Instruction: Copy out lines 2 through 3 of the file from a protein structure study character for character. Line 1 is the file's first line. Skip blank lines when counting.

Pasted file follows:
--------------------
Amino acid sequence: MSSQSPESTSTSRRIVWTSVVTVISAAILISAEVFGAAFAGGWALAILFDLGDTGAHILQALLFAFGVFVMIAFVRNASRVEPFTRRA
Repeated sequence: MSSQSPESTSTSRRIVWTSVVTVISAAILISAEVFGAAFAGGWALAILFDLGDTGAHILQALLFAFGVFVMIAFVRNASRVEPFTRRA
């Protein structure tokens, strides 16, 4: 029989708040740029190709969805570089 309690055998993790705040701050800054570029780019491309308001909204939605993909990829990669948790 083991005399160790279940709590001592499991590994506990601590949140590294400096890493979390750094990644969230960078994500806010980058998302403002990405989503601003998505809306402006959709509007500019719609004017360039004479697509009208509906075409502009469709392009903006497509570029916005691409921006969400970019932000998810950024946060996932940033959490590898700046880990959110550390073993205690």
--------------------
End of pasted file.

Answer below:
Repeated sequence: MSSQSPESTSTSRRIVWTSVVTVISAAILISAEVFGAAFAGGWALAILFDLGDTGAHILQALLFAFGVFVMIAFVRNASRVEPFTRRA
């Protein structure tokens, strides 16, 4: 029989708040740029190709969805570089 309690055998993790705040701050800054570029780019491309308001909204939605993909990829990669948790 083991005399160790279940709590001592499991590994506990601590949140590294400096890493979390750094990644969230960078994500806010980058998302403002990405989503601003998505809306402006959709509007500019719609004017360039004479697509009208509906075409502009469709392009903006497509570029916005691409921006969400970019932000998810950024946060996932940033959490590898700046880990959110550390073993205690």